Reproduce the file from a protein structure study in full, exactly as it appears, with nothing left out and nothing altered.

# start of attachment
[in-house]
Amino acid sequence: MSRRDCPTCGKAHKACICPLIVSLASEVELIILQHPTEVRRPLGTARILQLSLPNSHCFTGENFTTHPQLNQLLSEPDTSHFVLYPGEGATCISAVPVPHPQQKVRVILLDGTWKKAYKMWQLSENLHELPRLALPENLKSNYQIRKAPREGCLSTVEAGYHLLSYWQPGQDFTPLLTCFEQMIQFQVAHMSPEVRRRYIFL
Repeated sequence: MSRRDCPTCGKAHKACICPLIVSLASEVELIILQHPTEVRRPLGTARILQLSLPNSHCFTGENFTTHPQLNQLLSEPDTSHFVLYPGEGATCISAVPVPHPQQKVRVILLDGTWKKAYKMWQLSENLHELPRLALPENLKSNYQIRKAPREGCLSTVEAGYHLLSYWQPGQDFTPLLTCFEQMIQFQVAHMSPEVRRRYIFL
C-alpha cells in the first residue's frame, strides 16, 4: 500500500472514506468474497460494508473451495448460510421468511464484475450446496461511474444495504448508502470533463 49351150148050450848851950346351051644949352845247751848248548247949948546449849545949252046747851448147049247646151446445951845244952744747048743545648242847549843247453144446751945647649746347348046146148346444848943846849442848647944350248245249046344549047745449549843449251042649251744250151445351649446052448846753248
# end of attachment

[in-house]
Amino acid sequence: MSRRDCPTCGKAHKACICPLIVSLASEVELIILQHPTEVRRPLGTARILQLSLPNSHCFTGENFTTHPQLNQLLSEPDTSHFVLYPGEGATCISAVPVPHPQQKVRVILLDGTWKKAYKMWQLSENLHELPRLALPENLKSNYQIRKAPREGCLSTVEAGYHLLSYWQPGQDFTPLLTCFEQMIQFQVAHMSPEVRRRYIFL
Repeated sequence: MSRRDCPTCGKAHKACICPLIVSLASEVELIILQHPTEVRRPLGTARILQLSLPNSHCFTGENFTTHPQLNQLLSEPDTSHFVLYPGEGATCISAVPVPHPQQKVRVILLDGTWKKAYKMWQLSENLHELPRLALPENLKSNYQIRKAPREGCLSTVEAGYHLLSYWQPGQDFTPLLTCFEQMIQFQVAHMSPEVRRRYIFL
C-alpha cells in the first residue's frame, strides 16, 4: 500500500472514506468474497460494508473451495448460510421468511464484475450446496461511474444495504448508502470533463 49351150148050450848851950346351051644949352845247751848248548247949948546449849545949252046747851448147049247646151446445951845244952744747048743545648242847549843247453144446751945647649746347348046146148346444848943846849442848647944350248245249046344549047745449549843449251042649251744250151445351649446052448846753248